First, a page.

That's the first time?
I kid you not. I'm goofy and in my mind everyone's got goofy in them. And so for her to give me the words for that at the time, I was like, "Oh, I'm funny." This stranger I met three weeks ago who has spent a lot of time with me is like, "you're funny." That's what it is.
I will say, it's the first time it hit me that other people thought as much. I feel like I've always been entertaining. But funny? I had never really thought about it specifically in that way.
So, is that when you decided to pursue comedy as a career?
No, that'd be a fun segue to say, but no, it wasn't. I started taking improv in 2012 per the urging of my managers and agents at the time and I was a little resistant at first. And then I took improv and I was like, "Oh, this is where I want to be. This is where I feel the most me and I'm having the most fun."
So you graduated with a degree in biology, is that right?
Was that like you trying to please your parents, or ... ?
Yeah, so I'm a first generation Nigerian American, born in Baltimore. My family is from Nigeria and a lot of people I think share this experience who are children of immigrants. Parents want you to do something stable. And so my family wanted me to be a doctor. I come from a family of doctors and so they wanted me to be one as well. So the intention there is good and it's like, you just want your child to be stable and secure and able to take care of themselves without you. So I studied biology to appease my family. I was pre-med.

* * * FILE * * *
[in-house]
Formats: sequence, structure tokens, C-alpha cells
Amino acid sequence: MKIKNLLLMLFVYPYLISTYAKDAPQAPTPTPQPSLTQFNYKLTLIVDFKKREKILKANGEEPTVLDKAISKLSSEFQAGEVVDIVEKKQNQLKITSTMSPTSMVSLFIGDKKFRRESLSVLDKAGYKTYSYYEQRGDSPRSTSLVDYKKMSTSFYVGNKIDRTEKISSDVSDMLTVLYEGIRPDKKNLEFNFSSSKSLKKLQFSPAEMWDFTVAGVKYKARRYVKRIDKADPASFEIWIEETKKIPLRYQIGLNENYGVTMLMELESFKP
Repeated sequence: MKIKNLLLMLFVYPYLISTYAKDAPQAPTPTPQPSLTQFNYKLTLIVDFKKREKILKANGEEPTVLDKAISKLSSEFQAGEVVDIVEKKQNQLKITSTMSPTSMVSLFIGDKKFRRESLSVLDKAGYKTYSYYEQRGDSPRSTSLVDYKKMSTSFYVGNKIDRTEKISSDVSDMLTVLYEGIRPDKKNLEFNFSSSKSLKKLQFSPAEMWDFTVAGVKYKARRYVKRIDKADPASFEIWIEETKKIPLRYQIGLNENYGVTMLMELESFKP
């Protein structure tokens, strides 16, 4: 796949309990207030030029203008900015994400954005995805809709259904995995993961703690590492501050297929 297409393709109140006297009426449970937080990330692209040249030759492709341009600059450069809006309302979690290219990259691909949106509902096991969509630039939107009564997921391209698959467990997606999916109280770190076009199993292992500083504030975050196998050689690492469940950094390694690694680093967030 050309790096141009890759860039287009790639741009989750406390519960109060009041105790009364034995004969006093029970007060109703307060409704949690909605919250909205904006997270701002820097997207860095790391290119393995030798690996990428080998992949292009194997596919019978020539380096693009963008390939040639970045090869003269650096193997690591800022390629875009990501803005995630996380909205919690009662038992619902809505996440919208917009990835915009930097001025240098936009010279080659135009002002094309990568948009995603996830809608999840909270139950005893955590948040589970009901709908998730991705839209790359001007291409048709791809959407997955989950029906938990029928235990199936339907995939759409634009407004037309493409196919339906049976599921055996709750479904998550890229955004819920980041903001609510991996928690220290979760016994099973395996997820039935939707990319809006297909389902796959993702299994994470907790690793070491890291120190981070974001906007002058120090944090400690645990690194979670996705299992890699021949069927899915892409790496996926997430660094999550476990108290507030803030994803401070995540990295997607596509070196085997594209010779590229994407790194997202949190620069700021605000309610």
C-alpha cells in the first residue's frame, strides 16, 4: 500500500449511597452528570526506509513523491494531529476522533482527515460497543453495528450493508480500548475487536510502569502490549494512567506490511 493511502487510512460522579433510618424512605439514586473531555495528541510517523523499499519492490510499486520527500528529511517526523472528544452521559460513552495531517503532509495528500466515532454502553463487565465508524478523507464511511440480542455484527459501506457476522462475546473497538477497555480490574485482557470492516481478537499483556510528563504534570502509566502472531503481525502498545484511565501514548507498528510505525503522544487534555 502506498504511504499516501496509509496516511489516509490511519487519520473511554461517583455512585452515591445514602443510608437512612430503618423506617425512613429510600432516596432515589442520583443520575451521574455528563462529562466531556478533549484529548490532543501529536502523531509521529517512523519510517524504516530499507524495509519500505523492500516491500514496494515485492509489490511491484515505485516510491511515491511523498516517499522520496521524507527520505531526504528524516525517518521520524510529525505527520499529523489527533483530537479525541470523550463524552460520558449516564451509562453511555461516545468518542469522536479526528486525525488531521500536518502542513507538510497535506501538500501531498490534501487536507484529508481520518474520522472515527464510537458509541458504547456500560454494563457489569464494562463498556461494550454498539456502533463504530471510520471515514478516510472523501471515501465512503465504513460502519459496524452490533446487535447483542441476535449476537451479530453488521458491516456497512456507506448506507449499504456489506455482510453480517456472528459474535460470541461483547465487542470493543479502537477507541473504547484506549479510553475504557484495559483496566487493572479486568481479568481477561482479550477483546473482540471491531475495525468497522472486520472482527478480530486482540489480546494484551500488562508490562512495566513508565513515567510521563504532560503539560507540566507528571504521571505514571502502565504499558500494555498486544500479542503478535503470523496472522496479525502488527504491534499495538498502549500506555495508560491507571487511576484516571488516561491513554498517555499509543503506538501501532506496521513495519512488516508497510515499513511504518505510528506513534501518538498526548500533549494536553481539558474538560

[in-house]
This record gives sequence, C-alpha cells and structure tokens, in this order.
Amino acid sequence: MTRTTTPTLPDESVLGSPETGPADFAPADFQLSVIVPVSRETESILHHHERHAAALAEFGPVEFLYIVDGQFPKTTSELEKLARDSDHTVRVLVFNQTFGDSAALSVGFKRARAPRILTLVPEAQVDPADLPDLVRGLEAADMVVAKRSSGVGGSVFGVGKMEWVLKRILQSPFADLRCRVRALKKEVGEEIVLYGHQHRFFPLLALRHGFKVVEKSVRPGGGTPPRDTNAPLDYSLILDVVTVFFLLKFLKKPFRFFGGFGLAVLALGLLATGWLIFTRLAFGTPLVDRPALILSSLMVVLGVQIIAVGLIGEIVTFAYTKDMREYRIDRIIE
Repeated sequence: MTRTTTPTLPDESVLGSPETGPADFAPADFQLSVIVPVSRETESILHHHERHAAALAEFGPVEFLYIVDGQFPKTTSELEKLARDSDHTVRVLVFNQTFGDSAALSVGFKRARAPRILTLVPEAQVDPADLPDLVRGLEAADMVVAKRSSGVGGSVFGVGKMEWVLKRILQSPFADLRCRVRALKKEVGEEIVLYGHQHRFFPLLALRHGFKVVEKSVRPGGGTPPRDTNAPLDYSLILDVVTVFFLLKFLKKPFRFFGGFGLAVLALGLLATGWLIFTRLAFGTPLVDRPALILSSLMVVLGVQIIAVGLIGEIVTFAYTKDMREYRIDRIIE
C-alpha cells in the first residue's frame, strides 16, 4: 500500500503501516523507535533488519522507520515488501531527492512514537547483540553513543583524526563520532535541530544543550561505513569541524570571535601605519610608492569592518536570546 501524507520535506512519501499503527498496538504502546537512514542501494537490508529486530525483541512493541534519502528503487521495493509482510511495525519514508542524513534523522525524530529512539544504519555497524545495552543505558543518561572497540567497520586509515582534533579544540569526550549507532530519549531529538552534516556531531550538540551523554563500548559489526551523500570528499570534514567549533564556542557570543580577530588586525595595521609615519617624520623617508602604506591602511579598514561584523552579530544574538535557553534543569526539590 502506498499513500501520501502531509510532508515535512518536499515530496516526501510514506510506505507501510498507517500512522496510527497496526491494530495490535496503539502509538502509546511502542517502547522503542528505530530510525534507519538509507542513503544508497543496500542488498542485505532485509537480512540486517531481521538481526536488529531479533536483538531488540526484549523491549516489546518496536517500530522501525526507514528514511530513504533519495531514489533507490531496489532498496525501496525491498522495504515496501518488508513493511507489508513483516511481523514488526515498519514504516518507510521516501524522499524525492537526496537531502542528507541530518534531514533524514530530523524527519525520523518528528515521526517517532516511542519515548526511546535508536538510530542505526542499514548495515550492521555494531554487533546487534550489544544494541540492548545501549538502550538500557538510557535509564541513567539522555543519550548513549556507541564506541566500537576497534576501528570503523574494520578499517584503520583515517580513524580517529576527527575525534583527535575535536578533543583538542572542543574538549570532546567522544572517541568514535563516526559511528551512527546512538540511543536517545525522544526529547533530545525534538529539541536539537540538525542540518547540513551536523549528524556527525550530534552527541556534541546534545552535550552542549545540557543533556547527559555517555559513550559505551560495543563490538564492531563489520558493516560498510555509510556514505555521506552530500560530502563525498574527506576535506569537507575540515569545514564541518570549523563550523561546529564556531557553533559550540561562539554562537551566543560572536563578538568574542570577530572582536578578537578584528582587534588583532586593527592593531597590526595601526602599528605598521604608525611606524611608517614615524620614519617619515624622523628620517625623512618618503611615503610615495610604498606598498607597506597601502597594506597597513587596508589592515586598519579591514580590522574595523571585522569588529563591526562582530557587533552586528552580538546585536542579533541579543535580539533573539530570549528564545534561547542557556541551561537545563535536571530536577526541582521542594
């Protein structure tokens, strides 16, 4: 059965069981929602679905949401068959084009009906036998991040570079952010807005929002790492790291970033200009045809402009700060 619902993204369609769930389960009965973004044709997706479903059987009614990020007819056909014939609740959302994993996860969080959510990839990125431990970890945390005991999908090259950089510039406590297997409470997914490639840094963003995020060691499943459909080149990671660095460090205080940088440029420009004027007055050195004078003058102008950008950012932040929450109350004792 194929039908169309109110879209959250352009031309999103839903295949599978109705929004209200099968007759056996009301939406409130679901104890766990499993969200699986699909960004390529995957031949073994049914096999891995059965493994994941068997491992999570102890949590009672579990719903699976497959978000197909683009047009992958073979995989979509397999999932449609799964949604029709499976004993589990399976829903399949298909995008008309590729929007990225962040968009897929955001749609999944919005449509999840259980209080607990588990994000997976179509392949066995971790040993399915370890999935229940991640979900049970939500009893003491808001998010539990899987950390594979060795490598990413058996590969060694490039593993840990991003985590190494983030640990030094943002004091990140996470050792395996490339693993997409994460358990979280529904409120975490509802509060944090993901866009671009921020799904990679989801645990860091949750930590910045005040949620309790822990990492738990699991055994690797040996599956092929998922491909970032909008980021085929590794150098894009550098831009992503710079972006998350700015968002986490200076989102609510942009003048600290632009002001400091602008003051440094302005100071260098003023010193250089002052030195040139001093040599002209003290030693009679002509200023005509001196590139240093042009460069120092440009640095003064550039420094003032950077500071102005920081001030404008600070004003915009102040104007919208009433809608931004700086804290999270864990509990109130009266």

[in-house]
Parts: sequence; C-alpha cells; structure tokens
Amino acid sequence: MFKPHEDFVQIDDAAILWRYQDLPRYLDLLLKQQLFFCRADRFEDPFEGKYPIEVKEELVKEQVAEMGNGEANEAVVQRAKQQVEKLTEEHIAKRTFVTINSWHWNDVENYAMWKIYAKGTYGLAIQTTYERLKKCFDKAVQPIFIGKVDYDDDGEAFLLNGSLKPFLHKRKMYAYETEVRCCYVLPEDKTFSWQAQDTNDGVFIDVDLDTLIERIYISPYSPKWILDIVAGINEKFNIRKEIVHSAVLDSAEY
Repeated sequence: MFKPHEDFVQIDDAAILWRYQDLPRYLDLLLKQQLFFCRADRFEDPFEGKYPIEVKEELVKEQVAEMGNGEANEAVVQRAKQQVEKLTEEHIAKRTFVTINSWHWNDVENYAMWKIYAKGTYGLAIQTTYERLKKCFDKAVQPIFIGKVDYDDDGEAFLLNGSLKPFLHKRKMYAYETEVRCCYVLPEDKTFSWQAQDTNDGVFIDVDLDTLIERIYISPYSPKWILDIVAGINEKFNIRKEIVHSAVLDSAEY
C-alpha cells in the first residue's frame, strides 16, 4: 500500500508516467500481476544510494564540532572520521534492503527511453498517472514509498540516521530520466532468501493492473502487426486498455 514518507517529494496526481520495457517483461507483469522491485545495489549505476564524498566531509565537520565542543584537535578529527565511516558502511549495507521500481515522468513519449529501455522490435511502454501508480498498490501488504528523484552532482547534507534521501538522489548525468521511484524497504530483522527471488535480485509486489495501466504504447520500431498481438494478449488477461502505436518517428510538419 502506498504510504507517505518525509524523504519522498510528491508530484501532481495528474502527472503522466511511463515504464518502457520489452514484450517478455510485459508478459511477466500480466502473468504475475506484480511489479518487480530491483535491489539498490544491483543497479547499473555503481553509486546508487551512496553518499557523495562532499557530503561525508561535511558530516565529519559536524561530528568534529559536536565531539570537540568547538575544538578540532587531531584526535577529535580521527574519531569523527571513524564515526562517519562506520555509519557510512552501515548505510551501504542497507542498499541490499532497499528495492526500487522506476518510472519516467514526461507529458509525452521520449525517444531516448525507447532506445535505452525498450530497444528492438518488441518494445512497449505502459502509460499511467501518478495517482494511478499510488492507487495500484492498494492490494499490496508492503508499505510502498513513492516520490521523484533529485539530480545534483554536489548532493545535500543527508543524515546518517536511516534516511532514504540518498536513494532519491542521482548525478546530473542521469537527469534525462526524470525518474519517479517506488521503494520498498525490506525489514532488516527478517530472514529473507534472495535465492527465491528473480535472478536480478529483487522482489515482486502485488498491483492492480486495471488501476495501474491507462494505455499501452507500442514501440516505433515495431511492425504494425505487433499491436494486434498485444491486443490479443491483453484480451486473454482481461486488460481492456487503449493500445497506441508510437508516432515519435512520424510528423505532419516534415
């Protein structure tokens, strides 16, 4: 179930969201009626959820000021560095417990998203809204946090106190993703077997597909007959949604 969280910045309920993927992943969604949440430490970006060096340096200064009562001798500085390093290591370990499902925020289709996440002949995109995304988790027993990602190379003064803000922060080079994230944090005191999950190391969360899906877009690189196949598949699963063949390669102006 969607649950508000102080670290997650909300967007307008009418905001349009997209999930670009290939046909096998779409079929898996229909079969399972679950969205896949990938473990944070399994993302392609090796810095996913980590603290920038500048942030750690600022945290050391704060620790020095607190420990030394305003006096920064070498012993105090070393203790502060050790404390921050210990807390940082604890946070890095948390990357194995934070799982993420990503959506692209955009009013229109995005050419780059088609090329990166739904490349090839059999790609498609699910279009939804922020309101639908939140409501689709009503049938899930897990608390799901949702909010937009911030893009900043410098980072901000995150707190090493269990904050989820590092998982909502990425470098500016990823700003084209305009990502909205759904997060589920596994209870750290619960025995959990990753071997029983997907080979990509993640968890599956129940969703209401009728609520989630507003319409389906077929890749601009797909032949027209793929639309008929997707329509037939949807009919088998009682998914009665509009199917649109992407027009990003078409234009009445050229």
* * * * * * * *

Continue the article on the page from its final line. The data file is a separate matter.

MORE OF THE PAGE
Have you ever thought of incorporating that into a sketch?
There’s a character that I do that is a play on like a first generation parent and so that's part of it. But then as far as like the biology of it ... I'm sure it somehow influences my comedy. You spend four years doing a thing … I'm sure it impacts you in some way.
What's the culture like on set with all these people with different experience levels and backgrounds all spending so much time together?